Monday, April 22, 2013

A Huge Thank You & Answers to Questions


First of all, I would like to express my gratitude to all of you who commented on my blog, Facebook page, and Twitter feed all of last week, congratulating me on my book deal news. It was one of the most exciting moments in my life and sharing it with all of you was the icing on the cake! And thank you as well to all of you who "liked" my Facebook Author page. I guess this is all real now and not some lovely dream I was having. So to all of you:



At the end of last week's post, I offered to answer any questions anyone had on how I got my book deal, querying, or whatever else anyone thought I might have the answers to. Here's a few questions I received:

Q: How many agents did you pitch to before you found (and knew you'd be happy with) Sarah Davies?
A: Well I only "pitched" to five agents in person, at two different conferences. I received full requests from each. However, I queried 30 other agents via their regular slush pile. I kept a color-coded spreadsheet containing date of query, date of response, list of clients, what each agent was looking for, etc, with a separate list at the top listing my "dream agents," who I was really holding out for. Sarah Davies was at the very top of that list for four reasons: 1) she was consistently one of the top three best-selling agents in the industry for my genre; 2) after regularly reading her website and blog I developed an affinity towards her style and demeanor; 3) she has a stellar list of clients who all spoke highly of her; and 4) she had a great online presence in terms of interviews and participation with blogs and twitter. Several other agents fit most of these descriptions as well, and I targeted them. Basically what it came down to, was research. Lots and lots of time spent on researching which agents would be the best fit for me.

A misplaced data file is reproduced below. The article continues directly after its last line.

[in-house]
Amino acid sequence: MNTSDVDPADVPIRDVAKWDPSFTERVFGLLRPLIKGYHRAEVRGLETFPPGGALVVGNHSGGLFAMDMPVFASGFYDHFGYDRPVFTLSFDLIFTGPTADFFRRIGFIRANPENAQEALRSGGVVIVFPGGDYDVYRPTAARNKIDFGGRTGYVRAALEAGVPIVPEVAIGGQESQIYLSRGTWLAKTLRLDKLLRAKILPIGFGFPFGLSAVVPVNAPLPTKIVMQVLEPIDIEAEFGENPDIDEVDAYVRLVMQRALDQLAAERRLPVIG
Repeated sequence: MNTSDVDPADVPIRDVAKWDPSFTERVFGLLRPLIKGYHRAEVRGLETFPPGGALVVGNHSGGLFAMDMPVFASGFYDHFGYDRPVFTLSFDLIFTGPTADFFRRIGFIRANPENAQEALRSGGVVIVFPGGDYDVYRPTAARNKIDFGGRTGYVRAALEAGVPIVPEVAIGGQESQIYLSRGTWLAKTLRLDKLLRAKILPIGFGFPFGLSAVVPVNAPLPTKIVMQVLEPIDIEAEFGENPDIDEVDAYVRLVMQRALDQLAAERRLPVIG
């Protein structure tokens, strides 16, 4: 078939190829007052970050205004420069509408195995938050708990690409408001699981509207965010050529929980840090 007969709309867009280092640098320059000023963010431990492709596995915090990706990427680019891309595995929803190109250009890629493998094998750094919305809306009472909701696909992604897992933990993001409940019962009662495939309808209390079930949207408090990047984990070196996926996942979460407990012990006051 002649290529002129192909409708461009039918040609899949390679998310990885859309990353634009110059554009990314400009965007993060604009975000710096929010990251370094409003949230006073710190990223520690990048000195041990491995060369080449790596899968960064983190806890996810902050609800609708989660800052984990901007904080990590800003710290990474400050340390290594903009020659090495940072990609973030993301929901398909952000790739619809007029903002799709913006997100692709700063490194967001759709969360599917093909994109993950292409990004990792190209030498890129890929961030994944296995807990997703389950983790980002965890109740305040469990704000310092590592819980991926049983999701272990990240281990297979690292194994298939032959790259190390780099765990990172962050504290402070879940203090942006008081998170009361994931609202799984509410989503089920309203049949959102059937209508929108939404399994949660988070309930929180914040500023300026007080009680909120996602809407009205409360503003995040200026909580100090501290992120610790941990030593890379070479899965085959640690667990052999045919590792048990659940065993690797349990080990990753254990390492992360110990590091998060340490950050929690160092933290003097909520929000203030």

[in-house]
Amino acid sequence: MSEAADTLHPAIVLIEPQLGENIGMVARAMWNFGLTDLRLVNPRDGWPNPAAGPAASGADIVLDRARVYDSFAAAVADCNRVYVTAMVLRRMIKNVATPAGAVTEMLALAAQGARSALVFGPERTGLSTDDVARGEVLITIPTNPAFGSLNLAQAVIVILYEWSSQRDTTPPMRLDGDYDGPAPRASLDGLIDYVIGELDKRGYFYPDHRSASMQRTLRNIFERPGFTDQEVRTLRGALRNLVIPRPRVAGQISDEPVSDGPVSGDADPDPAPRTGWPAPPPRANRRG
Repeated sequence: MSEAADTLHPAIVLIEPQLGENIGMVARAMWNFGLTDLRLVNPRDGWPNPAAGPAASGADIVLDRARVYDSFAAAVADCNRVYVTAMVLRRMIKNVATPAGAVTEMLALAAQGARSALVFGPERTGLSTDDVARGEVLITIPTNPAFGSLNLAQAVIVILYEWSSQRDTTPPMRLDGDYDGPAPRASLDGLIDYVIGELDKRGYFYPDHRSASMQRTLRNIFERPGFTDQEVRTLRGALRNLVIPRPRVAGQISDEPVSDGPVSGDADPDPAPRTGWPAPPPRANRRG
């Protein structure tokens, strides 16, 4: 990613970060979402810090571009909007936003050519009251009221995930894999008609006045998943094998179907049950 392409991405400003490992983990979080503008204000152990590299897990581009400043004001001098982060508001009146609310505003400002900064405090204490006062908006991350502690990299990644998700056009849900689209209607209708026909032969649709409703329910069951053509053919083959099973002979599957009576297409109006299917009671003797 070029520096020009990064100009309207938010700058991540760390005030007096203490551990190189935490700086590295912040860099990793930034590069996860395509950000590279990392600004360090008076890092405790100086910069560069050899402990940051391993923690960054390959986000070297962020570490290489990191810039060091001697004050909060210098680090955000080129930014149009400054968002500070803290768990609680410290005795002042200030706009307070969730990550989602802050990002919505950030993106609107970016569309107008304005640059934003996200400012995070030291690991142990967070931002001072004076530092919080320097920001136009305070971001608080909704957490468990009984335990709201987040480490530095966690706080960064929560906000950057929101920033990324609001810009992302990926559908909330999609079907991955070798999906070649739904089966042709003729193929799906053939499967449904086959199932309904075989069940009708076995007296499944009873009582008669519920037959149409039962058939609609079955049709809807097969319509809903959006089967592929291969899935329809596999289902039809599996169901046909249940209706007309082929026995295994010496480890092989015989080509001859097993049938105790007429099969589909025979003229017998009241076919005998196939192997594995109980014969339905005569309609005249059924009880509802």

Q: Did you get your manuscript professionally edited before you started querying?
A: Yes. I asked my friend, Natascha Jaffa of SPJ Editing to give my manuscript a basic copy-edit before I queried. But I also had fifteen beta readers before that point, so the work she did was more grammatical, overuse of words, and consistency issues. She helped me clean it up pretty good. And then...Sarah Davies and I spent four months working on big picture issues that required more revising. So yeah.

Q: What's the biggest tip you have for writing query letters?
A: The one biggest tip I would give in regard to queries is to go big with your hook. Get the agent's attention right off the bat. For KILLING RUBY ROSE, I wrote my hook before I even started writing the manuscript. I actually wrote in during Elana Johnson's 2011 Storymakers class called, "How To Write A Killer Query." During Elana's one hour presentation, I conceived a new idea for a book and wrote the one sentence that started it all: "In sunny Southern California, seventeen-year-old Ruby Rose is known for her killer looks, her killer SAT scores, and even her killer taste in shoes—but only her victims will know how killer she really is."I guess I was really inspired by the word "kill!" My point is to spend a lot of energy on your hook OR attend one of Elana Johnson's live or online query classes so she can help you come up with supa'hott hook line!